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Technology Healthcare

Better your business with dynamic scheduling

By Jim Rowland
Dynamic scheduling can better both patient and doctor experiences.

Scheduling a patient appointment can be a surprisingly frustrating and arcane task for offices that haven't yet implemented a patient portal. On the clinician side, the fluctuating nature of daily demands makes it difficult to predict exactly what periods will be available for appointments or how long each appointment will run. Manually finding open time slots and inputting appointments is an error-prone process. And having support staff call patients to remind them about appointments in order to prevent no-shows is a resource drain.

Could_Prioritizing_the_Patient_Experience_Make_You_More_Profitable2.jpgLong waits are common yet avoidable with dynamic scheduling.

Dynamic scheduling in healthcare makes sense
For patients, the experience isn't much better. While modern-day humans can dynamically schedule everything from haircuts to fast-food delivery with a few taps on their mobile devices, scheduling a healthcare appointment in the absence of a patient portal typically involves a lengthy back-and-forth on the phone to find an open time. Reminders are either handwritten notes scrawled at the last visit or a voicemail that may or may not get listened to before the appointment time passes. And when a healthcare provider's schedule is dramatically disrupted, the patient can expect to wait - sometimes a lot: Americans spend some 847 million hours waiting to receive medical care, according to The New York Times.

Patients and clinicians see benefits
Dynamic scheduling removes many of these drawbacks for both patients and healthcare organizations. With a patient portal that supports dynamic scheduling, patients can easily scan the available appointments and pick the time that works best for them. The lengthy back-and-forth of figuring out options is instead replaced with a streamline presentation of information: Patients feel more in control, having surveyed all of the options, and will be more satisfied that they've selected the best time for them.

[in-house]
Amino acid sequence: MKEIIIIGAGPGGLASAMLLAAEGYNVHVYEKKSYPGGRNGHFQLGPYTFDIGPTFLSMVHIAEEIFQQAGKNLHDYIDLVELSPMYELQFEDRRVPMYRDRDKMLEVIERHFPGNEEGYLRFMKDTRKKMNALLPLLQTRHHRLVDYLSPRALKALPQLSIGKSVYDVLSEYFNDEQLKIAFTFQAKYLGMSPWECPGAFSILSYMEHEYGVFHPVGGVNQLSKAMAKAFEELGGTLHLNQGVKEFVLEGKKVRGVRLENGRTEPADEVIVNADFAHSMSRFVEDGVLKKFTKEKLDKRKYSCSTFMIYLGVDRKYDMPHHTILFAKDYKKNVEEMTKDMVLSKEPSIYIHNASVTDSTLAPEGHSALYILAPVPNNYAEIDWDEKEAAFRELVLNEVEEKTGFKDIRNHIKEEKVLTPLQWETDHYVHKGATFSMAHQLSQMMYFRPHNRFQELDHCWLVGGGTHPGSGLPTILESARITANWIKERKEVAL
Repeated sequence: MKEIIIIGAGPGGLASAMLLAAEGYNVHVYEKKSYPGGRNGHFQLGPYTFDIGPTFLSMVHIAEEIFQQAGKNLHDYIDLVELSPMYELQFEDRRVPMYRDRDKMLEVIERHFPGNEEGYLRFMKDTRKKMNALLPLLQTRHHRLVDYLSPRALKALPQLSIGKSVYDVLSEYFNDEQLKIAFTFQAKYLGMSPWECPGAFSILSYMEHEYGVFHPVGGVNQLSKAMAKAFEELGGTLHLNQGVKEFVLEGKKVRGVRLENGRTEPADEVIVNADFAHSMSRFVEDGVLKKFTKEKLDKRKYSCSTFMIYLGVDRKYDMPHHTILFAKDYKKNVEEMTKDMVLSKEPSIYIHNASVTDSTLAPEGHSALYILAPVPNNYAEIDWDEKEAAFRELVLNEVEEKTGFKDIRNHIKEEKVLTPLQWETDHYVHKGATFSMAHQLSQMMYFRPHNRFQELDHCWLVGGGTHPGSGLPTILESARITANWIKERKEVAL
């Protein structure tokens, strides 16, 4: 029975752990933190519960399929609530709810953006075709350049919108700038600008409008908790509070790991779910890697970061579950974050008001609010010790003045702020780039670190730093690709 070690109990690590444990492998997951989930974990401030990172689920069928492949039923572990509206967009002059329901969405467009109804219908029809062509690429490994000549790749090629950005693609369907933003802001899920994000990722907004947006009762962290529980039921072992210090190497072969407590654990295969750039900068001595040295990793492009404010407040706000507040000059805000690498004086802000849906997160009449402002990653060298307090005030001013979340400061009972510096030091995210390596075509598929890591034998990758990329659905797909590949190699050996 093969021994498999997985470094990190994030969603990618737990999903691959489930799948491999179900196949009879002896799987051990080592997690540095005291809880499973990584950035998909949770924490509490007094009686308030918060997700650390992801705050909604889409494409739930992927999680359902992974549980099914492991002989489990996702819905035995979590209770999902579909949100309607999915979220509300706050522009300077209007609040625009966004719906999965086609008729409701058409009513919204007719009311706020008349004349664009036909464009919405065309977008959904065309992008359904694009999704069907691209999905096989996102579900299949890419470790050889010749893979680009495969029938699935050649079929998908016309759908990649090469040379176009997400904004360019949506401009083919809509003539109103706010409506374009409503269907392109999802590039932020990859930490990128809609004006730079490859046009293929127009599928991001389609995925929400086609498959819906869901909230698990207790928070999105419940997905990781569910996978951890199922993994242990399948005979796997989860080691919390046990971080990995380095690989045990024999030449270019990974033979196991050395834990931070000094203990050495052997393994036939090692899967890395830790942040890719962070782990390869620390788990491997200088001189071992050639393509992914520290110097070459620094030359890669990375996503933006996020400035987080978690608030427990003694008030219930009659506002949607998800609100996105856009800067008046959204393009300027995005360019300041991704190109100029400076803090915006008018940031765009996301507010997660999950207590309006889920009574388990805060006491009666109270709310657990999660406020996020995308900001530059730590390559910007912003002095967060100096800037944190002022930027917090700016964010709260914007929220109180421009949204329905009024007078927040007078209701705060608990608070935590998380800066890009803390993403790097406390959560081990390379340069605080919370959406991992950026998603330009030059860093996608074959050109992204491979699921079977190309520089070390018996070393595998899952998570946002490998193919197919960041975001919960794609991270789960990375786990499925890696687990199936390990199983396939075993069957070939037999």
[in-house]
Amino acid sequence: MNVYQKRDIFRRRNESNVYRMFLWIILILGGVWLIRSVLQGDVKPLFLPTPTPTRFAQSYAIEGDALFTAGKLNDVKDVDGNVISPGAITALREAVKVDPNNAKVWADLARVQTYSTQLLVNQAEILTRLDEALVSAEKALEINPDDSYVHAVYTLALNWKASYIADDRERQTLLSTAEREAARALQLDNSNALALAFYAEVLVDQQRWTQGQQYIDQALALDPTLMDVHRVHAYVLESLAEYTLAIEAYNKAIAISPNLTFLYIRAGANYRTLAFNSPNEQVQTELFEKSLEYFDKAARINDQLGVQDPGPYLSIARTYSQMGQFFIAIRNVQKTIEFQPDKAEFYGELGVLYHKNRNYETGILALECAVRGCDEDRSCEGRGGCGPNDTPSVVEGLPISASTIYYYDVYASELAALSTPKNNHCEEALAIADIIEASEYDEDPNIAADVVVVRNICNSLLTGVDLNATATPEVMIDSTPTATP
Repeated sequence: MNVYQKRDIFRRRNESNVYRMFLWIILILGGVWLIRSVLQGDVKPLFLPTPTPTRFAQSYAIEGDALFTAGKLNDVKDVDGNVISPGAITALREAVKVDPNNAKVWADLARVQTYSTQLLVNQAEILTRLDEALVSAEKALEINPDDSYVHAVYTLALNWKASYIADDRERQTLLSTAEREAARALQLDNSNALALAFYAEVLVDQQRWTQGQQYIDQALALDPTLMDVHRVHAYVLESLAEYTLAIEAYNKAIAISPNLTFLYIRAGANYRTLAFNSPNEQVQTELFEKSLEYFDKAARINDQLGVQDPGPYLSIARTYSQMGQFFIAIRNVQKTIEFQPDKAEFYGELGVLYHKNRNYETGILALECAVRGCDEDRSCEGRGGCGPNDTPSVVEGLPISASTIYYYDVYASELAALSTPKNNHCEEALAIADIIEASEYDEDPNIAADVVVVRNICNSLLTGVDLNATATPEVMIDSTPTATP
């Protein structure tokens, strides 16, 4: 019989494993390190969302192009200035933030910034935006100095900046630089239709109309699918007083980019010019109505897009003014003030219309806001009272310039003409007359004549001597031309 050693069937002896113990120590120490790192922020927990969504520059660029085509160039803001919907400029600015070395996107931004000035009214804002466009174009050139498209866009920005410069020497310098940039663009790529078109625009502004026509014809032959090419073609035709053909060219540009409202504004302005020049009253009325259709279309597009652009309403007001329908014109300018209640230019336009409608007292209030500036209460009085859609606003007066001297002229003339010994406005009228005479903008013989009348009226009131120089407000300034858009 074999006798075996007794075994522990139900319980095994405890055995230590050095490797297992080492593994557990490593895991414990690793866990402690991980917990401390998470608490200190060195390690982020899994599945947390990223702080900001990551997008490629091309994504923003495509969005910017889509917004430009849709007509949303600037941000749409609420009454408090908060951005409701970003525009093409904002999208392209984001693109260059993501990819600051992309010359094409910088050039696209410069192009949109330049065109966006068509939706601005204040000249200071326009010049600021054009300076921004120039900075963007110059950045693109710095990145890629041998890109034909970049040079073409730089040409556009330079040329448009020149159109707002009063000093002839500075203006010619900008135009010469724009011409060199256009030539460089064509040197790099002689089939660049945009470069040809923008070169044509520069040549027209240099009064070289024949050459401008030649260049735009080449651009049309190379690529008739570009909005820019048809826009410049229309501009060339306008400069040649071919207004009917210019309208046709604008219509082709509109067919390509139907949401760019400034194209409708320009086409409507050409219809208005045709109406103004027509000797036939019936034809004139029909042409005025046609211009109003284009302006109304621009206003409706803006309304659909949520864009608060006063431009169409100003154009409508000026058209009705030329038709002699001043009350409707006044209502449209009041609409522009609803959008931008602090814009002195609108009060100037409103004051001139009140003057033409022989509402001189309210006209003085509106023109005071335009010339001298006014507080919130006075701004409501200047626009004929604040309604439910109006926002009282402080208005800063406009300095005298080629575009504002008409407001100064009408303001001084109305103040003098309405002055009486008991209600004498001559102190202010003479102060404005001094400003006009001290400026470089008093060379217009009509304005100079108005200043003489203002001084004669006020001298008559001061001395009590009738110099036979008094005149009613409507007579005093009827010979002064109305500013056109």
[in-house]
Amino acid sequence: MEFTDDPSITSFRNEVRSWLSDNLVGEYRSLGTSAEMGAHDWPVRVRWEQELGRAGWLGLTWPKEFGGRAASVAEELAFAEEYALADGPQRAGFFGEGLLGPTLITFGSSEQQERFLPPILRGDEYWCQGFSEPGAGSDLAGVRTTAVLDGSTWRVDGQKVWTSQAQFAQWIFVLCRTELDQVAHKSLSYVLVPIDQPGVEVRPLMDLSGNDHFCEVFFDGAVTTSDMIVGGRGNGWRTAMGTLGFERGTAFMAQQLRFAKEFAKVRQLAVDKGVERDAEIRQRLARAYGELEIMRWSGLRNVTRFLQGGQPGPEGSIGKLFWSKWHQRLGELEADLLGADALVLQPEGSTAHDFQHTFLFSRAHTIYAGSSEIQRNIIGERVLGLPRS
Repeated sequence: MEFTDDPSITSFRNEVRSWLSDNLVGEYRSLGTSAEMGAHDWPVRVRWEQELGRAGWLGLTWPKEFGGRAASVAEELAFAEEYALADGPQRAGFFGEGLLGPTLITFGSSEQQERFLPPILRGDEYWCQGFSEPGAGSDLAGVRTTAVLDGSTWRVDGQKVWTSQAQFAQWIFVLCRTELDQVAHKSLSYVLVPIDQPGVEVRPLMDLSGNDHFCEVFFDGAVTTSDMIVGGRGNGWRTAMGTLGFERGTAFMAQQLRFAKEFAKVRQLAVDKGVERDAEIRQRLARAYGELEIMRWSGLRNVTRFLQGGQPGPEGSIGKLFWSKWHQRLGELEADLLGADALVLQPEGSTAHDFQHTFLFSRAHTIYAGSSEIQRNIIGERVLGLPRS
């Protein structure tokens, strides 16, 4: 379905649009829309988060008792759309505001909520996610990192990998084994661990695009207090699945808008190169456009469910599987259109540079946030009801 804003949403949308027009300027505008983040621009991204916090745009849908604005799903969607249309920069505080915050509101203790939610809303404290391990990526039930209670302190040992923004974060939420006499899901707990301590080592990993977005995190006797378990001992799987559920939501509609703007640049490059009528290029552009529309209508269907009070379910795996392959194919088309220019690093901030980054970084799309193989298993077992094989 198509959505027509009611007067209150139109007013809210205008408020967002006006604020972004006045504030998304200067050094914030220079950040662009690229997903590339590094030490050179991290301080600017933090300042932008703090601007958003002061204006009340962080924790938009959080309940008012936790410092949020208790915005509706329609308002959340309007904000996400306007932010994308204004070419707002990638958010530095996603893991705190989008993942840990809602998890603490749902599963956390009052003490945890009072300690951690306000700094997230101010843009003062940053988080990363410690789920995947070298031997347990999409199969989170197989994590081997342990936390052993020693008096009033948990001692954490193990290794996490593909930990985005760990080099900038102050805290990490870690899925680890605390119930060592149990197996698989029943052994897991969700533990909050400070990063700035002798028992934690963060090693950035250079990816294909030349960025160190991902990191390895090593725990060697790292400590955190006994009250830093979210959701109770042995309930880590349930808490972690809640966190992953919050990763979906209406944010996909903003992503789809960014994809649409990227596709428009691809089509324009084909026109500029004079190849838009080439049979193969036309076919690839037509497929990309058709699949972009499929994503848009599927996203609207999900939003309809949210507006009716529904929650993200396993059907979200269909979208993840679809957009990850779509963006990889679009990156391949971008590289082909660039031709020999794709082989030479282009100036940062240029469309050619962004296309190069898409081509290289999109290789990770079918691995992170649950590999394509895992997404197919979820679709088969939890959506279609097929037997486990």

The patient portal can also include secure, automated email and text message reminders. That's a win-win for patient and doctor alike, as patients receive the reminder on a platform that works for them and healthcare offices can benefit from the drop-in no-show appointments.

"Americans spend some 847 million hours waiting to receive medical care."

Offices can monitor appointment trends
Perhaps the biggest value of dynamic scheduling, though, is the value that's least easy to spot on the surface: monitoring the ebb and flow of appointments. By accumulating real-time data about when appointments are made, how long they take and whether each runs over, the patient portal over time can serve as a powerful tool for figuring out the true availability of each clinician.

Let's say, for instance, that a doctor consistently ends her day 50 minutes behind schedule, with patients at the last three appointments experiencing dramatically long wait times. Analyzing the patient portal data might reveal that it's actually the lunch hour that throws everything off, as patients call the office to check in about lab results. With that insight in hand, the office could either direct incoming phone calls to a nurse practitioner during that hour or adjust the doctor's availability so that she's available for patient phone calls during that window without derailing appointments for the rest of the day.

The patient portal's data can also be a gold mine for figuring out how much time in the schedule should be allotted for same-day appointments. Because patients who make same-day appointments are the least likely to be no-shows, it behooves offices to accommodate them. But if you reserve too much time for same-day appointments, that unused partitioned time can be a waste of possible revenue and a frustration for patients looking to book regular appointments. Harnessing the patient portal's scheduling data can help a healthcare organization spot trends: Maybe same-day appointments spike on Monday afternoons and Friday mornings, or maybe they're 20 percent higher during flu season. Adjusting schedule availability during those periods can help drive efficiency - and keep patients happier.

by Jim Rowland

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